Lawrence A. Marino

2489 Jerry Circle; Daytona Beach, Florida 32124


June 2, 2001                  

President George W. Bush
The White House
1600 Pennsylvania Avenue NW
Washington, DC 20500

Dear Mr. President:

I am writing to you about a matter that is deeply disturbing to me. 

There is overwhelming evidence that American Prisoners of War are still alive in Southeast Asia. 

In the years following the withdrawal of United States forces from Vietnam, there have been hundreds of eye-witnesses who have said that they have personally seen them. This letter has been sent to you on behalf of one of these Un-accounted for American soldiers.

I would like to tell you about Warrant Officer Randolph Jefferson Ard.

Randolph Ard had been in Vietnam only a few weeks when an emergency call came in for him to fly the squadron commander to a platoon command post to work his way down to his Third Platoon, which was in ambush in the northwest segment of South Vietnam. On March 7, 1971 he flew his Kiowa Scout chopper from the 5th Mechanized and picked up Lt. Col. Sheldon Burnett, the squadron commander; Capt. Phil Bodenhorn, Alpha Company commander; and SP4 Mike Castro, Third Platoon RTO.

Randy mistakenly flew past the command post and west into Laos. Seeing yellow marking smoke, he took the chopper down lower. It was too late to pull up when they heard the sound of an RPD machine gun and AK-47's. They had been tricked into a North Vietnamese ambush.

The helicopter went down fast, and smashed into the brush, coming down on its side (or upside down, depending on the version of the account). Ard and Burnett were trapped in the wreckage, but alive. Ard got on the radio and began mayday calls. Bodenhorn and Castillo, who had been in the rear seat, got out of the aircraft. Bodenhorn managed to free Ard, but he had two broken legs and possibly a broken hip. Burnett was completely pinned within the wreckage and injured, but alive. Bodenhorn and Castillo positioned themselves on opposite sides of the aircraft for security and expended all the colored smoke grenades they had, marking their position for rescue.

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Bodenhorn and Castillo soon heard North Vietnamese approaching, and killed these Vietnamese. The two listened for nearly an hour as others advanced towards their position from two directions, and 155 artillery rounds impacted very near them. They couldn't understand why they were not being rescued, unless it was because the enemy was so close to them. A helicopter flew over, but took heavy fire and left. They decided to leave Ard and Burnett and escape themselves. They told Ard, who nodded wordlessly. Burnett was drifting in and out of consciousness. Both men were alive.

Bodenhorn and Castillo worked their way to 80 yards away when a UH1C came in on a single run, firing flechette rockets which seemed to explode right on the downed chopper. Later, they watched an F4 roll in for a one-bomb strike over the crash site. Ard and Burnett were surely dead.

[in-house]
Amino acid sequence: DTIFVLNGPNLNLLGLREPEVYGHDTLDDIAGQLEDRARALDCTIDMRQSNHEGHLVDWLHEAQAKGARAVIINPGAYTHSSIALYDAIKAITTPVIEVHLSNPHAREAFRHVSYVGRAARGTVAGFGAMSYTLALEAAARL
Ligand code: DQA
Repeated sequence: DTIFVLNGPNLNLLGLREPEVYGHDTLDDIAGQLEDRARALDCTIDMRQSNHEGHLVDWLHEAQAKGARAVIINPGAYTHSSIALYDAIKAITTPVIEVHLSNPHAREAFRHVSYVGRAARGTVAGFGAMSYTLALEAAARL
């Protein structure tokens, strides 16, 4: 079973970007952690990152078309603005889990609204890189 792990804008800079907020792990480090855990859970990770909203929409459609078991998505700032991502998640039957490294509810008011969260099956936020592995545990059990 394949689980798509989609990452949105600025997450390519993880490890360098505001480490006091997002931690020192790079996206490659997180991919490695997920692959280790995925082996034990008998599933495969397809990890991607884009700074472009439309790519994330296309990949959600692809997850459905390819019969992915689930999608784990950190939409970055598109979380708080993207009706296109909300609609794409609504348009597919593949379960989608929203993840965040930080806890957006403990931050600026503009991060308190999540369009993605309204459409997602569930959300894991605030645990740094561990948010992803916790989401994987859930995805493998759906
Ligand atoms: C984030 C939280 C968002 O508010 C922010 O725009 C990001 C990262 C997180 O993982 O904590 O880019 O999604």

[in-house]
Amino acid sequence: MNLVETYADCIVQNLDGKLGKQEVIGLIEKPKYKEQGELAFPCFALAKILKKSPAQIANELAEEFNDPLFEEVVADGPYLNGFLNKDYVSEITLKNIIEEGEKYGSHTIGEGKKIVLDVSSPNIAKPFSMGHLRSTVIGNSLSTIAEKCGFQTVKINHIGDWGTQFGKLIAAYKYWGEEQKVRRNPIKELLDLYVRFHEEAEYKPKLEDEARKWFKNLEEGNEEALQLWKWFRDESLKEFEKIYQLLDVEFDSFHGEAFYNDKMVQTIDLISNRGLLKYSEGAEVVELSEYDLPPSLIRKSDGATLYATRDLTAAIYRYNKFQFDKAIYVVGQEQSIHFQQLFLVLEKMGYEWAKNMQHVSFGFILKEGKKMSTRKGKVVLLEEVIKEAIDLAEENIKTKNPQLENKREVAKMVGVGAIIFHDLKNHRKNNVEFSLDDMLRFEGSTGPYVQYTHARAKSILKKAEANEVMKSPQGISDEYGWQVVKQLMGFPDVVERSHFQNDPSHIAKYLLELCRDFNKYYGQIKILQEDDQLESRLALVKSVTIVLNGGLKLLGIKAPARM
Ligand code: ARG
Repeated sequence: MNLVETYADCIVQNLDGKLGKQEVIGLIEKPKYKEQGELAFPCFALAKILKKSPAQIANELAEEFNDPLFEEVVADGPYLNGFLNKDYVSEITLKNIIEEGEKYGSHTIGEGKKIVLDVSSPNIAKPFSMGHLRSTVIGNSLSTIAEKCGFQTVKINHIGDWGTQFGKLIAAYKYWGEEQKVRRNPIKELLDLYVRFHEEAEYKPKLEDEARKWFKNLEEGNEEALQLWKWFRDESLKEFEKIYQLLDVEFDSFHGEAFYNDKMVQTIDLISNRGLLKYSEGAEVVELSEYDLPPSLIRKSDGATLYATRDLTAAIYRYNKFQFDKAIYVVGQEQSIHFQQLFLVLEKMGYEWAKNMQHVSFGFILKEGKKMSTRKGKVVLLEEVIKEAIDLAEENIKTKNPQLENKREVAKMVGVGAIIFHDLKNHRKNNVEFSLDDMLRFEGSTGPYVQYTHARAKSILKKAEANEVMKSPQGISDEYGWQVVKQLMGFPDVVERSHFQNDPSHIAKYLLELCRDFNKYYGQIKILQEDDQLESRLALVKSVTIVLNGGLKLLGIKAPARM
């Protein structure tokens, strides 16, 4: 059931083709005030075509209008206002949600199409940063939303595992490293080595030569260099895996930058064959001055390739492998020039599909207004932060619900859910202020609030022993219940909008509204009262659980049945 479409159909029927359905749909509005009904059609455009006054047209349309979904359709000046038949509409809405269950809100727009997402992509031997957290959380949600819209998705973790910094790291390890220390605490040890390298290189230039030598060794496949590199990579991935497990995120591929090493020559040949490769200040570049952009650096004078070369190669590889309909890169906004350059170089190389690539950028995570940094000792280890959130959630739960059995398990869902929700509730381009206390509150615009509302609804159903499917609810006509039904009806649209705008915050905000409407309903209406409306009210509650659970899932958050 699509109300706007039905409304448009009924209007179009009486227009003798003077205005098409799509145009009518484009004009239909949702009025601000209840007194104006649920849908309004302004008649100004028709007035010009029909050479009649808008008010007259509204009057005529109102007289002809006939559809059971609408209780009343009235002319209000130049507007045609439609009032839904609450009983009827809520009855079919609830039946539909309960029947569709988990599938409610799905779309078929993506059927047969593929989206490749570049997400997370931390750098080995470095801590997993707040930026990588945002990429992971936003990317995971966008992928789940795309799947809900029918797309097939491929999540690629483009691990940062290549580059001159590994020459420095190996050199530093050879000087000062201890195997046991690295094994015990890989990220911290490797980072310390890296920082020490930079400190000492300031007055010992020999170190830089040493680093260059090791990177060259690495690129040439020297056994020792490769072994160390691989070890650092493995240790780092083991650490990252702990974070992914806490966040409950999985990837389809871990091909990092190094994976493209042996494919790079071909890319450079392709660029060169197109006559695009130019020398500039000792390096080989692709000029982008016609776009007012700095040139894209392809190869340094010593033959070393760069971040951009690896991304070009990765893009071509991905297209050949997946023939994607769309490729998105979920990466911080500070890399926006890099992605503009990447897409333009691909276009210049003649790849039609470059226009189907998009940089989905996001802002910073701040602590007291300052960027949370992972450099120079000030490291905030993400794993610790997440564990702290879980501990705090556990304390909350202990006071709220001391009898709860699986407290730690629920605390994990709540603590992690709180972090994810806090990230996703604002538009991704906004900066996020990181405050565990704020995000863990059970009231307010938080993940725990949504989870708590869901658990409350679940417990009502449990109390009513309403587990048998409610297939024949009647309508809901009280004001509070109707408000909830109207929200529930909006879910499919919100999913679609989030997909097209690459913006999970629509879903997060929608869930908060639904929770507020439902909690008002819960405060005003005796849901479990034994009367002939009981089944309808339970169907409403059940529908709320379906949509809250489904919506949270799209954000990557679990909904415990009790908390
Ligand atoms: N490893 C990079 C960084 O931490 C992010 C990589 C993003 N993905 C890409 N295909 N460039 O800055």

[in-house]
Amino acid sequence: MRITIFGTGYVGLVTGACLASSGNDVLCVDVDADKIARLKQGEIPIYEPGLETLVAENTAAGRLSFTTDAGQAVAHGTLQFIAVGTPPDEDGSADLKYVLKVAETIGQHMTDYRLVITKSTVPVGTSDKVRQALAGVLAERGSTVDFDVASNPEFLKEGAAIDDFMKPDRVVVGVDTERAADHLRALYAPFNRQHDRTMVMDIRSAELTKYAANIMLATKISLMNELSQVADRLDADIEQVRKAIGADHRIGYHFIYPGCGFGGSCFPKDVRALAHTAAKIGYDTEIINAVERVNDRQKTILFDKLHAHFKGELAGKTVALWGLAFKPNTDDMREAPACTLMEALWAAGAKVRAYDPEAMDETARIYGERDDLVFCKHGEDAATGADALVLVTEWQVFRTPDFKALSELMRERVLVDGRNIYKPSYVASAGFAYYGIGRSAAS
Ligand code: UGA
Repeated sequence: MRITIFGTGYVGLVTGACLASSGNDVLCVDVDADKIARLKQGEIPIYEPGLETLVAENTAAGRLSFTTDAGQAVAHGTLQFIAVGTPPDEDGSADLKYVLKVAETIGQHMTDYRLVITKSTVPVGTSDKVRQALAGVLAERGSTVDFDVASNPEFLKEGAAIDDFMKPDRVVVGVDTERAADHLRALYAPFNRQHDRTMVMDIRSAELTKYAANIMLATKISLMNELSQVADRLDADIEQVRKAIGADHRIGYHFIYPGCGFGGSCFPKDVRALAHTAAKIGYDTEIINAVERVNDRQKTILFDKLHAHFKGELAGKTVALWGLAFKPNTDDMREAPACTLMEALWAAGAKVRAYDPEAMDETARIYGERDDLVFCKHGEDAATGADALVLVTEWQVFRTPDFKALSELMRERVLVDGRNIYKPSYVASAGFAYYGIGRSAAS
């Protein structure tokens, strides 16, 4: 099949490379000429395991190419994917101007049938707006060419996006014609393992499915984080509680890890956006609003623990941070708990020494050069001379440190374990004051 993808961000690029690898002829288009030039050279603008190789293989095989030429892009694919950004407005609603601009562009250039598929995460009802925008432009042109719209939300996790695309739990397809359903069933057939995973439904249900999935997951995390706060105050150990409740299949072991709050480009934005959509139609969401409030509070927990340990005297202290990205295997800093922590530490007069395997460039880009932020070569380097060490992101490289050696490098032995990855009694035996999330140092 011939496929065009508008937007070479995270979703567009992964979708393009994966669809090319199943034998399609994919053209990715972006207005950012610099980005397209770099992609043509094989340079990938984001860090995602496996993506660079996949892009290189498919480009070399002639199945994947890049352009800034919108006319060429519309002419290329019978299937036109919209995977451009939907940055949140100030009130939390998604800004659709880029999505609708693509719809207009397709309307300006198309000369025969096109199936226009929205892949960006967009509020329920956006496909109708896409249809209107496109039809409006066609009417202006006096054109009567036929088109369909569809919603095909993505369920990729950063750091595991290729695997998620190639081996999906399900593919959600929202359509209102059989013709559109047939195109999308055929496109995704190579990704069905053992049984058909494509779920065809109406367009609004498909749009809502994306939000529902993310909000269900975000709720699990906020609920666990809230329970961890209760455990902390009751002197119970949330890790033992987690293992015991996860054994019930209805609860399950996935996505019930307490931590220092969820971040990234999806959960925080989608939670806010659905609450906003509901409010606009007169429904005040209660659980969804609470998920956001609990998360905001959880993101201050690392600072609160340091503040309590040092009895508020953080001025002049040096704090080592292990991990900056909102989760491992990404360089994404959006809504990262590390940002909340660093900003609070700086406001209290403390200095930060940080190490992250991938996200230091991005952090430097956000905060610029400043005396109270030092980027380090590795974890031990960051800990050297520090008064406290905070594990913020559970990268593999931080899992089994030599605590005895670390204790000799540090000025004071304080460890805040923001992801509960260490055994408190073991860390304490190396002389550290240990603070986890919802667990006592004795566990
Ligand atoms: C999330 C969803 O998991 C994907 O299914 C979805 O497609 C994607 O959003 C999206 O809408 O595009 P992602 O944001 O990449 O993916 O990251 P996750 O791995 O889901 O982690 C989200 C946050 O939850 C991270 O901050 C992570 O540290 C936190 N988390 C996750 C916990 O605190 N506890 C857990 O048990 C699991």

Bodenhorn and Castillo were rescued by ARVN troops an hour later. Ard and Burnett were classified Missing In Action. The story was released to reporters at Khe Sanh three days later. The army spokesman accurately described the ambush, but told the press that Burnett had been in radio contact with the ambushed platoon, and that he and Ard had appeared dead to the two escaping officers. The names of the survivors were not released.

After 11 days of heavy resistance, the 11th ARVN Airborne Battalion fought their way into the area where the helicopter had crashed. They searched the wreckage and the surrounding area for several days, but found no sign of the two missing men or any of their belongings or anything to indicate that either man was buried in the area.

In 1989, a large part of this loss incident was still classified.

There can be no question that Randy Ard and Sheldon Burnett were abandoned
by the country they served.

Nearly 600 Americans were lost in Laos during the war in Vietnam.

Although the Pathet Lao stated on several occasions they held "tens of tens" of American prisoners, Laos was not included in the agreements ending American involvement in the war, and the U.S. has not negotiated for the freedom of these men since that day. Consequently, not one American held in Laos has ever been released.

These Americans, too, were abandoned.










Mr. President, like millions of other Americans, I am relieved and grateful for the honor and dignity which you have brought back to this country and the office of the President. 

As a Vietnam Veteran, I am encouraged also by the processes which you have initiated to restore recognition, self esteem and a sense of worth to our men and women in uniform around the world.

You have indeed set a new tone for your administration. I applaud you for your courage in making the hard decisions that had to be made, and for choosing a course of fiscal and social responsibility in spite of the cries of the legions of negative voices.

I urge you to also set a new tone for our country with respect to all un-accounted for American Soldiers. It is now time for this great nation to abandon past policies which hindered the full documentation of those classified as Missing in Action. Truth be told, some of these un-accounted for soldiers may be more correctly classified as Prisoners of War. It's time to bring them home.


Larry Marino         

cc: Operation Just Cause